Surgical planning and evaluation of implanting a penetrating cochlear nerve implant in human temporal bones using microcomputed tomography

H. Theunisse, M. Gotthardt and E. Mylanus

Department of Otolaryngology and Head and Neck Surgery, Radboud University Nijmegen Medical Centre, The Netherlands.
Aug, 2012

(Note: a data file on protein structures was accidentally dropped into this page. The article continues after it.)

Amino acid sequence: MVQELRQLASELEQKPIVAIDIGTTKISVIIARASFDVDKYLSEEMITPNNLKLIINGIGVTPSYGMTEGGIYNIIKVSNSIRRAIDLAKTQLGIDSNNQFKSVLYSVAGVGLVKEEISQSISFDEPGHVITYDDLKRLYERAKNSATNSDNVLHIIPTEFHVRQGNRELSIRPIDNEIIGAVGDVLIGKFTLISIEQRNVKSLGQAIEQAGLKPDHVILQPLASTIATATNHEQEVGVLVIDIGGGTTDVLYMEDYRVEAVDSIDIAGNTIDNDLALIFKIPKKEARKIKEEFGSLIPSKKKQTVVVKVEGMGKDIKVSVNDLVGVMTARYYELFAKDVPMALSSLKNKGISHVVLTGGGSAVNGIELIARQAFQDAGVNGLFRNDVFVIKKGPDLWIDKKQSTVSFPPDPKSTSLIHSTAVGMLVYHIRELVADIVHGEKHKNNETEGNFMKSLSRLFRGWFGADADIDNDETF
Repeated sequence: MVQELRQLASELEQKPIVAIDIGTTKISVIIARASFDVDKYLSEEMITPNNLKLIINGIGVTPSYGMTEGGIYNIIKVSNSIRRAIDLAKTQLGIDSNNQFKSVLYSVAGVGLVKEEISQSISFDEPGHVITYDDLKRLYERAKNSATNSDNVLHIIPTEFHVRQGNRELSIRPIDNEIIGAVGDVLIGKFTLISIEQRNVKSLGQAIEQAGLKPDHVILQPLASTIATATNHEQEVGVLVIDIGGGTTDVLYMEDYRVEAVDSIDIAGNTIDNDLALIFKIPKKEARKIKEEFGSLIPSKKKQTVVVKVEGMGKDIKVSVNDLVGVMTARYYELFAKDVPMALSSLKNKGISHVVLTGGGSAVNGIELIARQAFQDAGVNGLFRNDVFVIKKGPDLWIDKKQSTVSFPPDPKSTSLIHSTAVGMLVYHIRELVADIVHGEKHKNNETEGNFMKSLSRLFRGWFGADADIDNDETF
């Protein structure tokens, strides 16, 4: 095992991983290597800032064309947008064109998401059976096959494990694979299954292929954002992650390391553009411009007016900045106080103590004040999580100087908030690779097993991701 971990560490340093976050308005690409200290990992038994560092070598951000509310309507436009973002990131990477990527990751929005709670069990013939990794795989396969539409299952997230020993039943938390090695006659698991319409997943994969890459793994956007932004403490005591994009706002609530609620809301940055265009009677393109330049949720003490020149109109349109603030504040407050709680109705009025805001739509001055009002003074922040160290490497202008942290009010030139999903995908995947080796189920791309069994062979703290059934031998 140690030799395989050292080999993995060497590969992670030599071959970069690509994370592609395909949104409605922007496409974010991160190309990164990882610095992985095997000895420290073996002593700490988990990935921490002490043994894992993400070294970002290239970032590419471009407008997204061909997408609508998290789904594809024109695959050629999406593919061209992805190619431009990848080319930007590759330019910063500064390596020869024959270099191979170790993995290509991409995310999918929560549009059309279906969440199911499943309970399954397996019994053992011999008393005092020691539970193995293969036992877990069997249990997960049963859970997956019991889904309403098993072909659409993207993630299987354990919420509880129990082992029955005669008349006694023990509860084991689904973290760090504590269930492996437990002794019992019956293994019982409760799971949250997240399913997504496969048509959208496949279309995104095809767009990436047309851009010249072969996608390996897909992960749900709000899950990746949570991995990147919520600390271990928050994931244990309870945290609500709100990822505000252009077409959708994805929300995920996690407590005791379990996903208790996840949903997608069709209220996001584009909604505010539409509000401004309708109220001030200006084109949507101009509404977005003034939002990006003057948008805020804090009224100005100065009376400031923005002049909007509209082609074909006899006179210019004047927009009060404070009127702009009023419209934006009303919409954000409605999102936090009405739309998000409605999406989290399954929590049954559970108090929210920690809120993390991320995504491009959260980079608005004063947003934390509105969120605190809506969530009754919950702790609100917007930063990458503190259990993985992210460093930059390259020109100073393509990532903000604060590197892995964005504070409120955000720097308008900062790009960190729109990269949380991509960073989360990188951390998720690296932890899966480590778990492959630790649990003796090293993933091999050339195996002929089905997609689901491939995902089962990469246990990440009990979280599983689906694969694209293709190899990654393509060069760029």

To develop a transmastoid-posterior tympanotomy approach for the implantation of a penetrating auditory prosthesis in the most distal portion of the cochlear nerve.Animal studies suggest that penetrating cochlear nerve implants may overcome limitations of current cochlear implant systems. One step toward human implantation is the development of a suitable surgical approach.In computer-rendered 3-dimensional (3-D) models (based on micro-CT scans of 10 human temporal bones), we simulated trajectories through the most basal part of the cochlea that gave access to the most distal portion of the cochlear nerve with minimal damage to intracochlear structures. We determined their vectors with respect to the mid-modiolar axis and posterior round window edge and assessed if they intersected the chorda tympani nerve.The typical vector obtained with these 3-D models ran in an anterosuperior direction, through the inferior part of the facial recess and anterior round window edge. In 7 of 10 temporal bones, this trajectory intersected the chorda tympani nerve. Based on the vectors, dummy probes were implanted in 3 of 10 temporal bones, and the need for chorda tympani removal was confirmed in accordance with the 3-D models. Postoperative micro-CT scans revealed that all probes were successfully implanted in the cochlear nerve, whereas the osseous spiral lamina and basilar membrane were preserved.The vector for drilling and implantation found in this study can be used as a guideline for real-life surgery and, therefore, is another step toward the clinical implementation of cochlear nerve implants.